Glaciers will always move on their own, it’s a natural occurrence. Without this movement, we would be engulfed under miles of snow above our head. Their movement is due to gravity and the immense amount of pressure created from the ice, so it is natural for cavities to form and for the ice to break… But not to the extent of recent times.
Glacier Bay is 3.3 million acres of rugged, world heritage national park. Cruising through this park was literally glacier heaven; there was one at almost every turn. The Rangers on board our cruise ship who have worked, lived and cherished this park for years of their life, spoke about the devastating thinning of these beautiful natural wonders.
When looking at the face of the magnificent Marjorie Glacier, huge portions of the glacier were crashing to the floor inside caves that had formed on their own. Ice carving can commonly occur from tidal waves, but in this instance, that was not the case.
Huge caves had formed in the face of this glacier, and in the small amount of time that they were there, the opening almost doubled in size.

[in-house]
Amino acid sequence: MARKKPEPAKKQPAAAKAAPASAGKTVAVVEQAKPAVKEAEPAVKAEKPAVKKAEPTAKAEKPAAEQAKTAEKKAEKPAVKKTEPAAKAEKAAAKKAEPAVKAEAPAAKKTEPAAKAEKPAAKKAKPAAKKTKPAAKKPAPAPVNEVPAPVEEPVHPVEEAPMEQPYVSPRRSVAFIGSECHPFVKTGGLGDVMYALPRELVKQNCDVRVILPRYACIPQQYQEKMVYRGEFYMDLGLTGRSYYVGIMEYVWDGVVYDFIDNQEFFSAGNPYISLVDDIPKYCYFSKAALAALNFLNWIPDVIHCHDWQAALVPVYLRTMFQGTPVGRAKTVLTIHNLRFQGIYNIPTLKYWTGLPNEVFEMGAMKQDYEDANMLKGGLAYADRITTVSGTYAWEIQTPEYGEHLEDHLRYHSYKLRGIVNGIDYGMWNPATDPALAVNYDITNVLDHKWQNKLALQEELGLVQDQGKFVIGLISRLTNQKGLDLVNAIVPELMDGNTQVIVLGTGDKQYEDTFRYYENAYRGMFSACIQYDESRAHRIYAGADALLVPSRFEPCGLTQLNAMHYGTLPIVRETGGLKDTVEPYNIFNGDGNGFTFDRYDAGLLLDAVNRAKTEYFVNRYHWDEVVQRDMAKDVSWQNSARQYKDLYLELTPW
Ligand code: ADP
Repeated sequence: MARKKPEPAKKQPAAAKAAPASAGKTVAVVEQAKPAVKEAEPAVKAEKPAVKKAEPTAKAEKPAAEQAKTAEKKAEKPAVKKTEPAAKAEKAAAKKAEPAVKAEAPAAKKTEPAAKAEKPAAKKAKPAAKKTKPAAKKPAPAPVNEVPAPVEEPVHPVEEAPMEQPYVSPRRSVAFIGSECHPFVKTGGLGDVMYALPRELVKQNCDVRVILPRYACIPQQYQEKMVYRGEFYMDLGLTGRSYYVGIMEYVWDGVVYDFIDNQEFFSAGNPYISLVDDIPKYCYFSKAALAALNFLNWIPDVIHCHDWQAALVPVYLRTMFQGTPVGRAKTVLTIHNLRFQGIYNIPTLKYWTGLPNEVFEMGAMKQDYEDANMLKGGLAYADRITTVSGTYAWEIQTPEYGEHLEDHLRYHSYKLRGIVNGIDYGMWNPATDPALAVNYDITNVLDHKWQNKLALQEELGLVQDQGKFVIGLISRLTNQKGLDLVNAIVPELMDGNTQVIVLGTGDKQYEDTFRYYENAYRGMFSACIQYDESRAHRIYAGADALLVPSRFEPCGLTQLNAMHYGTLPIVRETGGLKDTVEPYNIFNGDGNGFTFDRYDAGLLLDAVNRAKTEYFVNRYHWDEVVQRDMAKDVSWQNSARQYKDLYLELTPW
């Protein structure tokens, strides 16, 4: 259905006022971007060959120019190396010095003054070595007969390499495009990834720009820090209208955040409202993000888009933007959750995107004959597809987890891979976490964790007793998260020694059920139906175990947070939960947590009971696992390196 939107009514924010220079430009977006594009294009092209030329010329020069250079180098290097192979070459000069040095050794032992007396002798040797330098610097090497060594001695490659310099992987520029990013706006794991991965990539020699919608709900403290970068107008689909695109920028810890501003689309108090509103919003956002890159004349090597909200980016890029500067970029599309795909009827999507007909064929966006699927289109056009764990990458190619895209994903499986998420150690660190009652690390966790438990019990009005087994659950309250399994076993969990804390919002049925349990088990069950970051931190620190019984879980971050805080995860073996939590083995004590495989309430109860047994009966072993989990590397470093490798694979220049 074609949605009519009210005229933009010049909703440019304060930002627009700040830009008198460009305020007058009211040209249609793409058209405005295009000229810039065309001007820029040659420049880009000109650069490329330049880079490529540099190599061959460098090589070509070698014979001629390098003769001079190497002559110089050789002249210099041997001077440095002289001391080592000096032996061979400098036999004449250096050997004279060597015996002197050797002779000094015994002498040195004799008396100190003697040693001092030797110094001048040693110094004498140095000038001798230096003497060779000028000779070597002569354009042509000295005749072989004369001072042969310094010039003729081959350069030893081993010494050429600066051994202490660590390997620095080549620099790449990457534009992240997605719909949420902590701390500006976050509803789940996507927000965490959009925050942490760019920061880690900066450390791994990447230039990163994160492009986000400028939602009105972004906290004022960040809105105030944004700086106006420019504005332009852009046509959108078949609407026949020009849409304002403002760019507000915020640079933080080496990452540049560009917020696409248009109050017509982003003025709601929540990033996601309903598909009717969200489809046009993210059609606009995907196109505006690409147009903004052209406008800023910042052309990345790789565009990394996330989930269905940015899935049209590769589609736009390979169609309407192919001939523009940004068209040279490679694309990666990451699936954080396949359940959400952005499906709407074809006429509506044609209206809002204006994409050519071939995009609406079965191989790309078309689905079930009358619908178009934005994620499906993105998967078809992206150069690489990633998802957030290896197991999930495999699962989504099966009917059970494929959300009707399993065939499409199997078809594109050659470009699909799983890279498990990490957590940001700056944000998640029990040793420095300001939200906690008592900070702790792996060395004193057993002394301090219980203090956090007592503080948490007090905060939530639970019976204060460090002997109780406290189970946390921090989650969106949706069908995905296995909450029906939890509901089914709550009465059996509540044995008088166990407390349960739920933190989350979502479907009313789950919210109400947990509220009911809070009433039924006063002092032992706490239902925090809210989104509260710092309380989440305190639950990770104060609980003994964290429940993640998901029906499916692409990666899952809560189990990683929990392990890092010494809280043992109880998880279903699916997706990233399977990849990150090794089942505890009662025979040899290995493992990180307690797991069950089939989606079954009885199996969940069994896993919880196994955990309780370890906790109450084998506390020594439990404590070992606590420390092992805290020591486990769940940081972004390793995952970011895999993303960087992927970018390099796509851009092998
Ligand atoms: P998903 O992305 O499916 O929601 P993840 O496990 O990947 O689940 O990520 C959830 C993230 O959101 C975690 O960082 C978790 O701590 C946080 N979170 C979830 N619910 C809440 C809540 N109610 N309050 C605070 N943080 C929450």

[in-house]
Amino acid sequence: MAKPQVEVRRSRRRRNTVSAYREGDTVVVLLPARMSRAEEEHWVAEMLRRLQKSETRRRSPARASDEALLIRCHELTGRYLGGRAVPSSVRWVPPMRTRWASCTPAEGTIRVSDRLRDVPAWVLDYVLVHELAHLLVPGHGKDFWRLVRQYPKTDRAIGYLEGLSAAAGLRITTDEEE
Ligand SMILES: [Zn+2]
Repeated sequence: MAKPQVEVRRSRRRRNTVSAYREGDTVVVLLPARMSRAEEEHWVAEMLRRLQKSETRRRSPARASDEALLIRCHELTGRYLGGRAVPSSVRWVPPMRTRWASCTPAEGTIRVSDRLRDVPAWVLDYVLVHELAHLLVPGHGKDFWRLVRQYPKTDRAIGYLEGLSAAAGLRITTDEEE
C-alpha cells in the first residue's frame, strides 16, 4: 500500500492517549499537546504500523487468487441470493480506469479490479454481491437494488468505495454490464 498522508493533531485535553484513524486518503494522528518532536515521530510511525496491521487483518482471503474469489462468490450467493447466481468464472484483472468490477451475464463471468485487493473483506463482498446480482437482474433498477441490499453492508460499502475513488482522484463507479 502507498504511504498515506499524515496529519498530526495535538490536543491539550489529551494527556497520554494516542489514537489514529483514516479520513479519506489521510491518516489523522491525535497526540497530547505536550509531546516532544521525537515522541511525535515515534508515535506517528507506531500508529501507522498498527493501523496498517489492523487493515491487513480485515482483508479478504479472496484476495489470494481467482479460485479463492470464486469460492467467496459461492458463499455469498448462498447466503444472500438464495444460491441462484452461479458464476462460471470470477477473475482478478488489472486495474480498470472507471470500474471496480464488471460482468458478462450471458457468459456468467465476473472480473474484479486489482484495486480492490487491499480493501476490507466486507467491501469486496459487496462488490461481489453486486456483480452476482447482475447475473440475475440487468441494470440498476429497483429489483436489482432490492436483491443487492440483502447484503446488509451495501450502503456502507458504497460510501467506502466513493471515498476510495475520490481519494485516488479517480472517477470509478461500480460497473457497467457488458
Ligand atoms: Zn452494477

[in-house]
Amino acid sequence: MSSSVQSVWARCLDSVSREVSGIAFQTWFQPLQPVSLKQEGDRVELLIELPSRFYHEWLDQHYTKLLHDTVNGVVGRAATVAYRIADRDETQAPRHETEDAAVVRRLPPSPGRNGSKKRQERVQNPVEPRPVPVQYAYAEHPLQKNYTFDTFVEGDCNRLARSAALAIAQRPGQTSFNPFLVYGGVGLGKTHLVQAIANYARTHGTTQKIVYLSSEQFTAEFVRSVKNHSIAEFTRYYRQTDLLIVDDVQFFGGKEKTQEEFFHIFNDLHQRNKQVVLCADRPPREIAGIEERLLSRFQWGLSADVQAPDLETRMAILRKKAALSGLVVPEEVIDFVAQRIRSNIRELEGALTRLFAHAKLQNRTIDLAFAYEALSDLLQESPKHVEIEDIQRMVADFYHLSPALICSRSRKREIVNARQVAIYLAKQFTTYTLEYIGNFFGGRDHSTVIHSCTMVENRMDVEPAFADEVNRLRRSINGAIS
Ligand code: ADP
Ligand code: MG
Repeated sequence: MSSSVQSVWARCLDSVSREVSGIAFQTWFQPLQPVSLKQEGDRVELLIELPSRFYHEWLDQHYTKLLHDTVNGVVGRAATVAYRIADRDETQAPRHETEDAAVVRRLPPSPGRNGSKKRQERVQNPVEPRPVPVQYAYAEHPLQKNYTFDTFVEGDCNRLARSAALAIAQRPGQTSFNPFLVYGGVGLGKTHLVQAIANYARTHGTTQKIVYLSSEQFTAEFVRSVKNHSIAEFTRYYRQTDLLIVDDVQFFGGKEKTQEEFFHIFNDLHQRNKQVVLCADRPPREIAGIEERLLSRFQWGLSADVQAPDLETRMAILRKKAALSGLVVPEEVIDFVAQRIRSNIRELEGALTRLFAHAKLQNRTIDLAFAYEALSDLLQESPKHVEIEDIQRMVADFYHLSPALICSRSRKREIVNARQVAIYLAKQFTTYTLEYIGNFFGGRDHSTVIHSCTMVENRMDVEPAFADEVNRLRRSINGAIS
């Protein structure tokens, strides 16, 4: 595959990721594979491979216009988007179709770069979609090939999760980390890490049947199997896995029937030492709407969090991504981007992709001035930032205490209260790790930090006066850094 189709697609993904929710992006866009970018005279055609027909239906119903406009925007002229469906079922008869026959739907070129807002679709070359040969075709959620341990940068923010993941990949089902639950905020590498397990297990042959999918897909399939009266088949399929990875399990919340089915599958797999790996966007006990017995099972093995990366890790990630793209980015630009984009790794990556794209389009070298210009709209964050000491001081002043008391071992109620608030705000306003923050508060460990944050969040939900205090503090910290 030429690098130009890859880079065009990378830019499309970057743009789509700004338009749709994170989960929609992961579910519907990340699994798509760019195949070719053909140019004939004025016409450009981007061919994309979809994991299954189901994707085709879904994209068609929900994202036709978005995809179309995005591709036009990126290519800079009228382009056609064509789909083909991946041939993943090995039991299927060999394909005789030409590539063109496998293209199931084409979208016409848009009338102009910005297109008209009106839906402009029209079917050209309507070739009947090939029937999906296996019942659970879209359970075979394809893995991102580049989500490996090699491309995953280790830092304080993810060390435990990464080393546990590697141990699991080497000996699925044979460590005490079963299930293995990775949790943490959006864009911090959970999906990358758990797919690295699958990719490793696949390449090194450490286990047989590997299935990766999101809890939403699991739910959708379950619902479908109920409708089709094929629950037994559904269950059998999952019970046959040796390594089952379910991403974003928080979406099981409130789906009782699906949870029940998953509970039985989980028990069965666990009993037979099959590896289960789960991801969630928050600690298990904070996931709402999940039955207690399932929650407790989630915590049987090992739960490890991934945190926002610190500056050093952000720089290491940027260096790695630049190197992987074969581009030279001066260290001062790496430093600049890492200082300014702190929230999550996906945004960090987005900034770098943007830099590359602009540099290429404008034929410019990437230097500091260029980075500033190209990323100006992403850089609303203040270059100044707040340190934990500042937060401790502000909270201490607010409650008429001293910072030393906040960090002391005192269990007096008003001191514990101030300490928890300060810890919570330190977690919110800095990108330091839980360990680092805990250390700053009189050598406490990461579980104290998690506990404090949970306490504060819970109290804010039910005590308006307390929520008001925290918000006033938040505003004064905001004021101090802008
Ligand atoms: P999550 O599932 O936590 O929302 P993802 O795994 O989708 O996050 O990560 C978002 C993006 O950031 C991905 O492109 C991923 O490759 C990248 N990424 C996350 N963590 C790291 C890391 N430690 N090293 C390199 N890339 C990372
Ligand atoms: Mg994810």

Our world is warming people, I have witnessed it first hand and I want you all to know that yes… it’s really here. Yes, the world is really melting.
And sadly, it’s not just sea levels that are a concern.
Alaska’s seasons have been arriving a lot earlier than normal, extreme weather conditions are occurring all year round and animals are becoming extinct from habitat destruction and drastic changes in climate.
Homes along the coast of Alaska are collapsing from the ground that is eroding beneath them and the native Americans are struggling to find food.
This is a problem I hope you can click away from this post wanting to do something about. Think about the way you live, think about the impact you have on the planet and think about the small changes you can make to keep these parts of nature from becoming nothing but a piece of history.
Help save the beauty of our world, so that our future generations have the opportunity to experience it too. We don’t want our children, grandchildren and great-grandchildren to have to learn about glaciers through a book.
Let nature be nature, let’s not destroy it with our ignorance.
Disclaimer – I’m well aware that the world isn’t literally melting… It’s the ice! The title of this post simple comes from a question that I frequently hear.